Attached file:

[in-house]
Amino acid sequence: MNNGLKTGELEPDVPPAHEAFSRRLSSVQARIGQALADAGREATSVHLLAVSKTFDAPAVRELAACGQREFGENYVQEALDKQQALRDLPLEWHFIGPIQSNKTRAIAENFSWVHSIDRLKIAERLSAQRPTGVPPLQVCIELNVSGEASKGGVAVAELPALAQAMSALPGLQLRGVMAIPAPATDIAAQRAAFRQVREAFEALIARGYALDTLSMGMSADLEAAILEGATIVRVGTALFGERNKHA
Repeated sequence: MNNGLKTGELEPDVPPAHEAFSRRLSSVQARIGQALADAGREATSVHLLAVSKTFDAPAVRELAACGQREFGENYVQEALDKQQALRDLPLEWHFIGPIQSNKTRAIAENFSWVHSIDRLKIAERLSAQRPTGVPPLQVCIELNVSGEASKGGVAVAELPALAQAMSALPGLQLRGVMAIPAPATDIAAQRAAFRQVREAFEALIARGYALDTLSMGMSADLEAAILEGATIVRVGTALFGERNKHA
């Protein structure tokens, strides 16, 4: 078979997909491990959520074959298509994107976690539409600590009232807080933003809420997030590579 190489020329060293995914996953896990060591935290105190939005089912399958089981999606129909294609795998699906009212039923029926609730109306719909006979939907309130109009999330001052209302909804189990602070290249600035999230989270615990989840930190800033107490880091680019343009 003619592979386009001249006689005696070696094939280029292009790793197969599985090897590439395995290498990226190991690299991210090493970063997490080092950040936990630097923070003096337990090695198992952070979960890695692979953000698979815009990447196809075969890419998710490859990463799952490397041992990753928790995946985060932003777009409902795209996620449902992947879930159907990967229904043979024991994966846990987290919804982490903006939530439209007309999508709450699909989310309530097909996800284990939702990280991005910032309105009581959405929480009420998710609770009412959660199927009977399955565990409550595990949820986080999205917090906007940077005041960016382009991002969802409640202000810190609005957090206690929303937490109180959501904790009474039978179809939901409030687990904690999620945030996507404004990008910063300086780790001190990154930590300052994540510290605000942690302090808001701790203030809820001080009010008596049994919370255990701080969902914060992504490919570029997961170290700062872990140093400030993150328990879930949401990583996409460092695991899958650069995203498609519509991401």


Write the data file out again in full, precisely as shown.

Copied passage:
[in-house]
Amino acid sequence: MNNGLKTGELEPDVPPAHEAFSRRLSSVQARIGQALADAGREATSVHLLAVSKTFDAPAVRELAACGQREFGENYVQEALDKQQALRDLPLEWHFIGPIQSNKTRAIAENFSWVHSIDRLKIAERLSAQRPTGVPPLQVCIELNVSGEASKGGVAVAELPALAQAMSALPGLQLRGVMAIPAPATDIAAQRAAFRQVREAFEALIARGYALDTLSMGMSADLEAAILEGATIVRVGTALFGERNKHA
Repeated sequence: MNNGLKTGELEPDVPPAHEAFSRRLSSVQARIGQALADAGREATSVHLLAVSKTFDAPAVRELAACGQREFGENYVQEALDKQQALRDLPLEWHFIGPIQSNKTRAIAENFSWVHSIDRLKIAERLSAQRPTGVPPLQVCIELNVSGEASKGGVAVAELPALAQAMSALPGLQLRGVMAIPAPATDIAAQRAAFRQVREAFEALIARGYALDTLSMGMSADLEAAILEGATIVRVGTALFGERNKHA
């Protein structure tokens, strides 16, 4: 078979997909491990959520074959298509994107976690539409600590009232807080933003809420997030590579 190489020329060293995914996953896990060591935290105190939005089912399958089981999606129909294609795998699906009212039923029926609730109306719909006979939907309130109009999330001052209302909804189990602070290249600035999230989270615990989840930190800033107490880091680019343009 003619592979386009001249006689005696070696094939280029292009790793197969599985090897590439395995290498990226190991690299991210090493970063997490080092950040936990630097923070003096337990090695198992952070979960890695692979953000698979815009990447196809075969890419998710490859990463799952490397041992990753928790995946985060932003777009409902795209996620449902992947879930159907990967229904043979024991994966846990987290919804982490903006939530439209007309999508709450699909989310309530097909996800284990939702990280991005910032309105009581959405929480009420998710609770009412959660199927009977399955565990409550595990949820986080999205917090906007940077005041960016382009991002969802409640202000810190609005957090206690929303937490109180959501904790009474039978179809939901409030687990904690999620945030996507404004990008910063300086780790001190990154930590300052994540510290605000942690302090808001701790203030809820001080009010008596049994919370255990701080969902914060992504490919570029997961170290700062872990140093400030993150328990879930949401990583996409460092695991899958650069995203498609519509991401």